A chorus of voices greeted me when I entered the class on the first day of school after Pongal holidays. Going by their enthusiasm, the festival obviously lived up to my students’ expectations.

“Meeeees, my family celebrated Pongal in the village, meees!”

“I stayed back here in Chennai meeeees. My cousins came to visit us meeeeees.”

“We don’t celebrate Pongal miss, but we went to visit friends and celebrated with them.”

“On Kaanum Pongal, we went to the beach with my cousins.”

“I got new clothes miss.”

“In my family, we celebrate only Mattu Pongal. We washed the cows and put kungumam. I really like the cow miss. The cow’s eyes are beautiful miss.”

We cooked Pongal outside the house, and we all stood around and shouted “PongalOOOOO Pongal.”

The kids had so many experiences to share on that day, the last day of our class together. We decided to challenge them to write about their Pongal celebrations in English. But first we gave them a paper and asked them to draw about their holidays. Some students drew a picture of their celebrations on Pongal or Mattu Pongal while one student drew what she did on all three days.

 

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All the students in the class were English Language Learners. The children first identified what they wanted to share in their mother tongue. With that information, we gave them a choice of writing prompts. The students completed their sentences (orally in English) to describe their drawings. This gave us the opportunity to work on sentence structure and tenses with each student.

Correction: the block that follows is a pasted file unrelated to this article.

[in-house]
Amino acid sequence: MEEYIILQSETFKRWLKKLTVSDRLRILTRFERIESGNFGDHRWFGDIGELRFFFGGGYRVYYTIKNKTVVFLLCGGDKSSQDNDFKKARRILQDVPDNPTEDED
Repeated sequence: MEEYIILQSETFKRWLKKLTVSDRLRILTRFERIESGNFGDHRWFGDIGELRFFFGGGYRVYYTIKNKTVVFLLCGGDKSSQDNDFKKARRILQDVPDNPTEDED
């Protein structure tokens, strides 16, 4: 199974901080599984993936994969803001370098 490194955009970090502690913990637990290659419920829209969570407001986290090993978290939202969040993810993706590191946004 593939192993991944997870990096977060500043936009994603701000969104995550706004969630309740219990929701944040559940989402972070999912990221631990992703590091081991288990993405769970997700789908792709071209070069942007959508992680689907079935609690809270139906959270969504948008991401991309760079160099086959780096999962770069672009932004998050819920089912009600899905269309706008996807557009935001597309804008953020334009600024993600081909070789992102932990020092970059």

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pongal-celebrations-by-kids

 

 

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pongal-celebrations-by-kids

 

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Some of the students were able to write the sentences on their own without any support, but others needed more help to find the right vocabulary. As this was not part of their regular curriculum, I didn’t want any of them to feel left out because of incomplete work. For these students, we wrote the sentences in English, and they copied these down. You can see that many of them need help with punctuation—words are capitalized randomly, and full stops are missing.

The kids were disappointed that they were going to write only two or three sentences because they had so much to share about their holiday celebrations. THAT is the power of child-centered writing exercises!